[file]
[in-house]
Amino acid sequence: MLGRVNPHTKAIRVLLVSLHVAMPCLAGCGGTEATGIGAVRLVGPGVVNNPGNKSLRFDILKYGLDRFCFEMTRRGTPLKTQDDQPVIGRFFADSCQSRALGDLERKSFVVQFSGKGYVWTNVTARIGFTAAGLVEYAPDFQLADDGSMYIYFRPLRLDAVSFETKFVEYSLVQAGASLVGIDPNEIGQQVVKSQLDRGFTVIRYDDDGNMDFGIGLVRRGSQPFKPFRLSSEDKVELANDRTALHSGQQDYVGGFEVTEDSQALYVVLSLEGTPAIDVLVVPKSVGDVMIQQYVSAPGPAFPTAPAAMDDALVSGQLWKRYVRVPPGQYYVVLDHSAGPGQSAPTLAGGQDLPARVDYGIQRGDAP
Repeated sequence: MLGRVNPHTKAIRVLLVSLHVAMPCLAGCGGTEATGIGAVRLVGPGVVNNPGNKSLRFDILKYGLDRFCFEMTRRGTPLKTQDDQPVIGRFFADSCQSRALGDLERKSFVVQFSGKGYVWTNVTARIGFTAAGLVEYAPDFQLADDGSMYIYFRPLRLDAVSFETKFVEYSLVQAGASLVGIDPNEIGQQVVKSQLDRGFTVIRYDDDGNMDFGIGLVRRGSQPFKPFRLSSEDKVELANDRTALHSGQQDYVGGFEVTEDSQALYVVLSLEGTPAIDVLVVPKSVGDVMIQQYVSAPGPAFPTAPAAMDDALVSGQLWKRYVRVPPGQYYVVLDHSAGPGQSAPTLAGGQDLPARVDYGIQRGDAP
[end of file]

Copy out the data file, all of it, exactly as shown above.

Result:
[in-house]
Amino acid sequence: MLGRVNPHTKAIRVLLVSLHVAMPCLAGCGGTEATGIGAVRLVGPGVVNNPGNKSLRFDILKYGLDRFCFEMTRRGTPLKTQDDQPVIGRFFADSCQSRALGDLERKSFVVQFSGKGYVWTNVTARIGFTAAGLVEYAPDFQLADDGSMYIYFRPLRLDAVSFETKFVEYSLVQAGASLVGIDPNEIGQQVVKSQLDRGFTVIRYDDDGNMDFGIGLVRRGSQPFKPFRLSSEDKVELANDRTALHSGQQDYVGGFEVTEDSQALYVVLSLEGTPAIDVLVVPKSVGDVMIQQYVSAPGPAFPTAPAAMDDALVSGQLWKRYVRVPPGQYYVVLDHSAGPGQSAPTLAGGQDLPARVDYGIQRGDAP
Repeated sequence: MLGRVNPHTKAIRVLLVSLHVAMPCLAGCGGTEATGIGAVRLVGPGVVNNPGNKSLRFDILKYGLDRFCFEMTRRGTPLKTQDDQPVIGRFFADSCQSRALGDLERKSFVVQFSGKGYVWTNVTARIGFTAAGLVEYAPDFQLADDGSMYIYFRPLRLDAVSFETKFVEYSLVQAGASLVGIDPNEIGQQVVKSQLDRGFTVIRYDDDGNMDFGIGLVRRGSQPFKPFRLSSEDKVELANDRTALHSGQQDYVGGFEVTEDSQALYVVLSLEGTPAIDVLVVPKSVGDVMIQQYVSAPGPAFPTAPAAMDDALVSGQLWKRYVRVPPGQYYVVLDHSAGPGQSAPTLAGGQDLPARVDYGIQRGDAP